A team of Yale researchers will lead a five-year, $3 million study to determine whether an increase in extreme rain events is affecting the transport of dissolved organic matter (DOM) through the Connecticut River watershed, a phenomenon they say could alter the chemical composition and water quality of the watershed and Long Island Sound.
With funding from the National Science Foundation's MacroSystems Biology program, researchers will collect data from dozens of points across the watershed, which begins in Canada and runs through five U.S. states, before emptying into Long Island Sound. Dissolved organic matter, a complex mix of compounds that leeches into waterways and gives rivers and streams their color, is a "master variable" in water systems; In addition to introducing both nutrients and pollutants, DOM influences the escape of carbon dioxide from the water and can impact the amount of light that penetrates the water. That, in turn, can affect levels of phytoplankton, a major food source for many organisms.
The researchers say that shifts in the transport of DOM could potentially impact mercury inputs to inland waters and the Sound, dissolved oxygen concentrations, and water clarity.
"Understanding how storms impact water quality and the delivery of materials to the coast is important to managing these vital ecosystems," said lead investigator Peter Raymond, a professor of ecosystem ecology at the Yale School of Forestry & Environmental Studies.
Other contributors to the study include Jon Morrison and Jamie Shanley from the U.S. Geological Survey, Bill Sobczak from the College of the Holy Cross, and Aron Stubbins from the University of Georgia
The study could also reveal new insights into the regional-scale dynamics of river systems. "The proposed work will test a new conceptual framework for drainage networks in order to understand how the chemistry of water changes as it moves from tiny streams to big rivers and how this change is impacted by precipitation events of different sizes," Raymond said.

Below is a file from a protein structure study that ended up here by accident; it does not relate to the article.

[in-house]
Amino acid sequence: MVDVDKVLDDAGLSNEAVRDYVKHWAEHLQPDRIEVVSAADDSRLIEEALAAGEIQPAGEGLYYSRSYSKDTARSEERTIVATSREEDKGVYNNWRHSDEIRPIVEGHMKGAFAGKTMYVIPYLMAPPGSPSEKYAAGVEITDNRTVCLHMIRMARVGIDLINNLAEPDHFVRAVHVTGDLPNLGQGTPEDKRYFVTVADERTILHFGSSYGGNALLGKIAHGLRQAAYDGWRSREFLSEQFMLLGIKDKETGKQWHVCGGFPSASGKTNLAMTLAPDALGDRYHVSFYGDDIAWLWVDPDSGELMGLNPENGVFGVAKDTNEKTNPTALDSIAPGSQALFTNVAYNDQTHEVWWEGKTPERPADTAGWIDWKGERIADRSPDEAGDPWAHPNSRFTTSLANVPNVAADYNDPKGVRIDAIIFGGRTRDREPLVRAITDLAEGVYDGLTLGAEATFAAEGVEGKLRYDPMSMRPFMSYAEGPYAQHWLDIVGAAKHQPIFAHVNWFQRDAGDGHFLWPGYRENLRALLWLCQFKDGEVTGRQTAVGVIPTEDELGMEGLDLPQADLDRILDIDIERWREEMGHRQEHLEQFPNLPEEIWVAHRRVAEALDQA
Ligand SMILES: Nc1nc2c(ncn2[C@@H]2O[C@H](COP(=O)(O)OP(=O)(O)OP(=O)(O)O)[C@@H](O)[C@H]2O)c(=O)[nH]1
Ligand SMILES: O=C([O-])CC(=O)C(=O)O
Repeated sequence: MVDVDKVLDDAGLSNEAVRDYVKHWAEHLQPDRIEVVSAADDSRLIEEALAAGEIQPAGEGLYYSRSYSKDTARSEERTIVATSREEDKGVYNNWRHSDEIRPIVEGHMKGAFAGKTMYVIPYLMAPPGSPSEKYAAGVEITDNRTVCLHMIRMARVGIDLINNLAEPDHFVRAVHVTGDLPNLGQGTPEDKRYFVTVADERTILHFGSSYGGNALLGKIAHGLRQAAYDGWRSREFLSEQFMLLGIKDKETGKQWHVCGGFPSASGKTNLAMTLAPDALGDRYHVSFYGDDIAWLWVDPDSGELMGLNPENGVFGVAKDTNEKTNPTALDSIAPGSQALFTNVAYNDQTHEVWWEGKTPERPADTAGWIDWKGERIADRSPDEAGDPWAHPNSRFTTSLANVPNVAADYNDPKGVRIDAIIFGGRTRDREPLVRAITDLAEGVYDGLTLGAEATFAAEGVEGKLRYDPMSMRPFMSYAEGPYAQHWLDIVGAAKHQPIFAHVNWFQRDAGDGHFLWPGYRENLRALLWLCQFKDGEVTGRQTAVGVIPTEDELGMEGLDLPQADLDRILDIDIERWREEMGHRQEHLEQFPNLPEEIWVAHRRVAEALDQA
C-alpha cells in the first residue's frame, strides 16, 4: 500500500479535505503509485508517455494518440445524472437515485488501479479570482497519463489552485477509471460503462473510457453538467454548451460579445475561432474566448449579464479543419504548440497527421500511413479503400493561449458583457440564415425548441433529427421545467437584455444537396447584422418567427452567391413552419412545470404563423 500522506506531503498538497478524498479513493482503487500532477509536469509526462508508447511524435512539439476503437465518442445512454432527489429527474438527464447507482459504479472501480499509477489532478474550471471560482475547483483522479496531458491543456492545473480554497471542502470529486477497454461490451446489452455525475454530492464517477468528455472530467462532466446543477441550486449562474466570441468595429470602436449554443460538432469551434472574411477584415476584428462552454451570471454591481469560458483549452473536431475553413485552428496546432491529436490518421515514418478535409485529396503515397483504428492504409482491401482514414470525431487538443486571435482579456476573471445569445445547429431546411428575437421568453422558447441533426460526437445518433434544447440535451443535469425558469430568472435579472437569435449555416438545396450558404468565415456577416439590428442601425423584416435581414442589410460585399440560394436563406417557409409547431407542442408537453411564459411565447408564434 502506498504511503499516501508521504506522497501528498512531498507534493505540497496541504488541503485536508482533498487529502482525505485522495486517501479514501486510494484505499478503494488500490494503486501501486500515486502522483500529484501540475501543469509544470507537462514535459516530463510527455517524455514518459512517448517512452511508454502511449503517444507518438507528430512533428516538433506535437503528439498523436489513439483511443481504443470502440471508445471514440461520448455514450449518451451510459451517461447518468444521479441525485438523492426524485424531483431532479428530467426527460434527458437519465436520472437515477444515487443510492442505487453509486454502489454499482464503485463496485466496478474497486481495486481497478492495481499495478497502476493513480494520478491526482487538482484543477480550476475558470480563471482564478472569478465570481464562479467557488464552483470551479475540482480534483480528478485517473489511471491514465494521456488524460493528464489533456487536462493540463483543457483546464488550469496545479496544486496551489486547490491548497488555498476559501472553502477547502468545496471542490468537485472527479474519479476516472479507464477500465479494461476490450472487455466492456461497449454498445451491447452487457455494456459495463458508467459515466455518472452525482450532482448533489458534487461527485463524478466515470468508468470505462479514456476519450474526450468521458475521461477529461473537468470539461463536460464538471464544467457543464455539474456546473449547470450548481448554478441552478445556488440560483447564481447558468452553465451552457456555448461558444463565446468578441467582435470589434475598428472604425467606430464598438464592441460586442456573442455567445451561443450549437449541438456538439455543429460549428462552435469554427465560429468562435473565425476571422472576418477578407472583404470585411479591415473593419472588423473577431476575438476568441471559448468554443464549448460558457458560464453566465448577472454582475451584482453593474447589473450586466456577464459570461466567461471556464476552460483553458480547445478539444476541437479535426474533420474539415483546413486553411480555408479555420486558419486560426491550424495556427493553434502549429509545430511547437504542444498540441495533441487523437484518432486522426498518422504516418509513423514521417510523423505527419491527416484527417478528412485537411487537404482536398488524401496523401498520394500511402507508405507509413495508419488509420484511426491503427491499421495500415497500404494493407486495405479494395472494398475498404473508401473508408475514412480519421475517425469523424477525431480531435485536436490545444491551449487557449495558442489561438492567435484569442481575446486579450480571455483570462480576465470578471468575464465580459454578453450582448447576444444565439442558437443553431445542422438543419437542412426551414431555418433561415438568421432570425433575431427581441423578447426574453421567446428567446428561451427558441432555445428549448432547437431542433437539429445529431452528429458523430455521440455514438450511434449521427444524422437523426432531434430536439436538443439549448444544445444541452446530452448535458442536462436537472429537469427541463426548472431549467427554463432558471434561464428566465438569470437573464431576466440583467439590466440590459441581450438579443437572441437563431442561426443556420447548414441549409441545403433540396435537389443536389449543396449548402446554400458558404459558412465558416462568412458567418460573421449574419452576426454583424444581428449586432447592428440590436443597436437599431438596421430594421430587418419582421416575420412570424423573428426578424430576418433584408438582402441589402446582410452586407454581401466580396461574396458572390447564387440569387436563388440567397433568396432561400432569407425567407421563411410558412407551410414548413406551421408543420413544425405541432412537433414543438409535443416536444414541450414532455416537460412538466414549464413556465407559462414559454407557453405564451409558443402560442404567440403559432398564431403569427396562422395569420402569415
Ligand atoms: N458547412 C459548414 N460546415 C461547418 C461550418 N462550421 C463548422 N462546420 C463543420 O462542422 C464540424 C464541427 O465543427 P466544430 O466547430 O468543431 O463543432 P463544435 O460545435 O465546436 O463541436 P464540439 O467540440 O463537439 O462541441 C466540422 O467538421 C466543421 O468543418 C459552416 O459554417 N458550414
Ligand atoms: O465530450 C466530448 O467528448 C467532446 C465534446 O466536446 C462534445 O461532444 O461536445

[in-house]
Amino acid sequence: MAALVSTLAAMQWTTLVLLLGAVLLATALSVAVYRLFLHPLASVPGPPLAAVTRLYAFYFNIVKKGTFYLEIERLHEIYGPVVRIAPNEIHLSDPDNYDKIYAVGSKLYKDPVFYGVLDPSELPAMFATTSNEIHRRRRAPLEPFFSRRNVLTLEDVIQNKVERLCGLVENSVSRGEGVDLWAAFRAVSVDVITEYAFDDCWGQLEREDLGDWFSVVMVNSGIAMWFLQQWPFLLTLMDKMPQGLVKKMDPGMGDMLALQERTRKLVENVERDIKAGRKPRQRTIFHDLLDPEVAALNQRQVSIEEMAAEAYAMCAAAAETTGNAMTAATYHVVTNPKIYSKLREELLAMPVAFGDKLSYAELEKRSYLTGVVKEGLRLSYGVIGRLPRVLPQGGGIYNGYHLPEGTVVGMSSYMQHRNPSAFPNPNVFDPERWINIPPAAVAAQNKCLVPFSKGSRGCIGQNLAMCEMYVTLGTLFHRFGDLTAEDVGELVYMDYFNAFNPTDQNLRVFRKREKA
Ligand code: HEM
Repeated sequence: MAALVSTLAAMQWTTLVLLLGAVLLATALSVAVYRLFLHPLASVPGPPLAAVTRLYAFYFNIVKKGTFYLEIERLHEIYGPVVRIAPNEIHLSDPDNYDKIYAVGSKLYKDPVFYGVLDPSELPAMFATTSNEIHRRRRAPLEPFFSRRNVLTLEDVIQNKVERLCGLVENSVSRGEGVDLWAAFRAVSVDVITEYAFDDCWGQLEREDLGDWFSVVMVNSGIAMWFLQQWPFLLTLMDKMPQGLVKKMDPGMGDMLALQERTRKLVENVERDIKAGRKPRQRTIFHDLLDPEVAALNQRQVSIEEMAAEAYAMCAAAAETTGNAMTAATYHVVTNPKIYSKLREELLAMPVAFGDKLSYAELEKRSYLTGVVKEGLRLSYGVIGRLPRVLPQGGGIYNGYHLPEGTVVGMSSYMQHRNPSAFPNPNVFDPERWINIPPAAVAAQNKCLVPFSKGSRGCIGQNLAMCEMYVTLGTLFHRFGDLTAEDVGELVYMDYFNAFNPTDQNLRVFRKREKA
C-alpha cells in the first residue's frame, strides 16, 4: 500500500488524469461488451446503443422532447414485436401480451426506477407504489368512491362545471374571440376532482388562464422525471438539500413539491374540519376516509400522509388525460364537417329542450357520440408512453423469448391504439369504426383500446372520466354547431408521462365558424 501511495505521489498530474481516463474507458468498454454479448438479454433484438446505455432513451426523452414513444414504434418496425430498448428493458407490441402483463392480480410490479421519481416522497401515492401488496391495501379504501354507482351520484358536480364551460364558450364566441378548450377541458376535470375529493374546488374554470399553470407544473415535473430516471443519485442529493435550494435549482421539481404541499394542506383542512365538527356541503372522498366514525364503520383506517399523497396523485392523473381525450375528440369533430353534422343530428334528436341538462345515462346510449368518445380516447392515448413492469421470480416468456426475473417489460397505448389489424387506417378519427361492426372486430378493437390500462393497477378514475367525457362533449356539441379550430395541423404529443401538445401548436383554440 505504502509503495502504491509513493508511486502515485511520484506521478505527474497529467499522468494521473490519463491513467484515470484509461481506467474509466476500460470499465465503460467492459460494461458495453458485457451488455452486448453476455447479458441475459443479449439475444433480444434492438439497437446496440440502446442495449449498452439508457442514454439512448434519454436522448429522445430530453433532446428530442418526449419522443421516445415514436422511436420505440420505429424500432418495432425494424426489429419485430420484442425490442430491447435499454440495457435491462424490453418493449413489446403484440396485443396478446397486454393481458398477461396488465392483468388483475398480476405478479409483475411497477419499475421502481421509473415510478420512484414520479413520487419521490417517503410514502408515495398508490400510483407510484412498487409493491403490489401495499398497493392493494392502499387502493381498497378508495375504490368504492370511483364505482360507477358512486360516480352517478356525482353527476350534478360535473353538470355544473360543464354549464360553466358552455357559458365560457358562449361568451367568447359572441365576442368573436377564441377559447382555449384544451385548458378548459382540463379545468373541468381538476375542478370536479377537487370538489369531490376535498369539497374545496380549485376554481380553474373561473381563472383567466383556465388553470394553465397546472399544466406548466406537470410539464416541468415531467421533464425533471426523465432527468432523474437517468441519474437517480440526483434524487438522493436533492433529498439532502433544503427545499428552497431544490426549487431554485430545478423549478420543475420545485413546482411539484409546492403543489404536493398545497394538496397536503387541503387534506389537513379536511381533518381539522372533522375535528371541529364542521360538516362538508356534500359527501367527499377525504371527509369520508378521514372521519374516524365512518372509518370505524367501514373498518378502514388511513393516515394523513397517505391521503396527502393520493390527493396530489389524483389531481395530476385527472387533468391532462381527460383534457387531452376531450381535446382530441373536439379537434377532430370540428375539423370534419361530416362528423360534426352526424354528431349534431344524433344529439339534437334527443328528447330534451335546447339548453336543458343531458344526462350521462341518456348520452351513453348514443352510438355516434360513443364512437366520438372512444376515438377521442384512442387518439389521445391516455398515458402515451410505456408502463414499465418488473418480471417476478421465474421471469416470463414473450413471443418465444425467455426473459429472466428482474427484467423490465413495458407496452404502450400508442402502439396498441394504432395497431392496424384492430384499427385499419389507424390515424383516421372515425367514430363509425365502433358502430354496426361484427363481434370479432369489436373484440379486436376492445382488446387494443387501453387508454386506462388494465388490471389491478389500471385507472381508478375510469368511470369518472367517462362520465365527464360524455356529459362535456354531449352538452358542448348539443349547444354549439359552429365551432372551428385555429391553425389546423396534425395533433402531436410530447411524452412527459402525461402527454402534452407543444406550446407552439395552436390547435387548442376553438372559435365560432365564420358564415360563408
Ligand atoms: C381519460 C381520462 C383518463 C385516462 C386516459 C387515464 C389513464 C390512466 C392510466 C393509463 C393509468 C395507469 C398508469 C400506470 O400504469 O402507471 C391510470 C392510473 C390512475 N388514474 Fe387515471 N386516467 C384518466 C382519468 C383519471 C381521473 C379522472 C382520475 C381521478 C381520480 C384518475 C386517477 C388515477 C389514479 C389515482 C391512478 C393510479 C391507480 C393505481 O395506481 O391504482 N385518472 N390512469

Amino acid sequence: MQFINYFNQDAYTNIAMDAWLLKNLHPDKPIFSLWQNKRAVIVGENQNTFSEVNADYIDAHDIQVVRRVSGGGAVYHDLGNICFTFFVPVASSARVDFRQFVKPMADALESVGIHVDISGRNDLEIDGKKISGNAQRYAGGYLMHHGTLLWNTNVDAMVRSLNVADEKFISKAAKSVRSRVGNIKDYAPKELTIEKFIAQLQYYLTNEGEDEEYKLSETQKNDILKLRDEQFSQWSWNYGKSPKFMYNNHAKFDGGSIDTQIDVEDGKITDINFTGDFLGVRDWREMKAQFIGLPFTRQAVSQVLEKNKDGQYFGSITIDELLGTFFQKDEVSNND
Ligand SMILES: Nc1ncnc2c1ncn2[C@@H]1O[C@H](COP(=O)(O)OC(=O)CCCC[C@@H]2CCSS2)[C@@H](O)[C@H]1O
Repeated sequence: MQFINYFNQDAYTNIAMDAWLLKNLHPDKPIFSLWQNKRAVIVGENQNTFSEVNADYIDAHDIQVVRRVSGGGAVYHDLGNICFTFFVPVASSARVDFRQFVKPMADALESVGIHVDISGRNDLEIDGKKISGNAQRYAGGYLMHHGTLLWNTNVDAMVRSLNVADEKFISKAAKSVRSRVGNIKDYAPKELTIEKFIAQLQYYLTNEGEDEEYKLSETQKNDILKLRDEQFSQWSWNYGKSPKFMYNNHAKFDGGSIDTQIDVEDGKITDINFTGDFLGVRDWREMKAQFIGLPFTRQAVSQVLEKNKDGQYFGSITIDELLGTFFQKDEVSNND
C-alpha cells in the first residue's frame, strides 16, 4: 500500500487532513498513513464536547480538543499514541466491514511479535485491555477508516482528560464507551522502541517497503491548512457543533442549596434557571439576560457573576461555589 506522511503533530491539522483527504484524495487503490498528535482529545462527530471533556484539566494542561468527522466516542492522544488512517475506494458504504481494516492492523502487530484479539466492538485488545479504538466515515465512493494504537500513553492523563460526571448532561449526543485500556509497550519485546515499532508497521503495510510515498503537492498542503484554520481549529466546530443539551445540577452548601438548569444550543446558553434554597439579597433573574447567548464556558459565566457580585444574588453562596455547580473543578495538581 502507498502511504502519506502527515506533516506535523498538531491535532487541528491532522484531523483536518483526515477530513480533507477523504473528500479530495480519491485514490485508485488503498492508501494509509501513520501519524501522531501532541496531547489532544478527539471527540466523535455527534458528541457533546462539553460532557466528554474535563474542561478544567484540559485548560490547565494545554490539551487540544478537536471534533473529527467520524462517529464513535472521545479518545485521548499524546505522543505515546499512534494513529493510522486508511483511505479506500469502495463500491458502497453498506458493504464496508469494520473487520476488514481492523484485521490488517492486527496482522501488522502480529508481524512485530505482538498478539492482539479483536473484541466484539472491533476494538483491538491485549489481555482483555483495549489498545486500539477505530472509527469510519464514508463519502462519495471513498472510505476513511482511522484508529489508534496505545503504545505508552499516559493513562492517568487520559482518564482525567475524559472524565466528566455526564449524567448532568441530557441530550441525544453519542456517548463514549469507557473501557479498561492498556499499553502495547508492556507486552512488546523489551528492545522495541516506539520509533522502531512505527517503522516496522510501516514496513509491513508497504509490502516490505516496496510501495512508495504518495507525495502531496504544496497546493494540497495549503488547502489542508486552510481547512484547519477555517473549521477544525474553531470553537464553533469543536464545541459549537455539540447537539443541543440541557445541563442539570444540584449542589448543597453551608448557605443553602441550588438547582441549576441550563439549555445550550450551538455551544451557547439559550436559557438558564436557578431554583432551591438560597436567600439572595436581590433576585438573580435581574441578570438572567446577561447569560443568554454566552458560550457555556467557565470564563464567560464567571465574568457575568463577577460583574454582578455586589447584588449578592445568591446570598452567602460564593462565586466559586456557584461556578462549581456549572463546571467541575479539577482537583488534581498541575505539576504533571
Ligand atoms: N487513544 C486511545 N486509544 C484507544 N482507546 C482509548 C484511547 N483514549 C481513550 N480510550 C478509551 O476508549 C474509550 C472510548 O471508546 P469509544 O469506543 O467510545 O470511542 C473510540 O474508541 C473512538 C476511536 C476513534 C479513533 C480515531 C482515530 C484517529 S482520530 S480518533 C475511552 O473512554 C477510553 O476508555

While conventional theory holds that most DOM entering watersheds is naturally processed by organisms in "first order" streams — the smallest streams at the headwaters of river networks — the researchers suggest that these biogeochemical reactions might actually be occurring largely in the higher order rivers.
A critical reason is that major precipitation events are flushing an increasing amount of these materials directly into the larger, faster-moving rivers before there is time for those reactions to occur, Raymond said.
"Using the observations in conjunction with the computer modeling, we will project how things might change in the future — perhaps under more intense rainfall regimes or more frequent rainfall," said James Saiers, a professor of hydrology at F&ES and investigator in the study.
The New England region is a predicted hotspot for more intense storms, or "hydrologic acceleration," as a result of climate change, the researchers say.
Beyond simply exploring how heavy rain events affect the transport of materials, however, the study will also test traditional assumptions of how different components of river systems interact even under normal circumstances, said Henry Gholz, program director of National Science Foundation's (NSF) Division of Environmental Biology.
"For about 40 years we have viewed moving freshwater systems, from the small headwater creeks to the mouths of major rivers, as linked in a relatively simple upstream to downstream continuum," said Gholz. "This project will test a new conceptual model for that… While some material is moved down the system and is processed as it moves from top to bottom, there are also places in the river system where things happen more, or less, rapidly.
"This project really has global significance in terms of what the potential impacts could be for this field."
The NSF's MacroSystems Biology program supports large-scale projects exploring biological systems at regional to continental scales.
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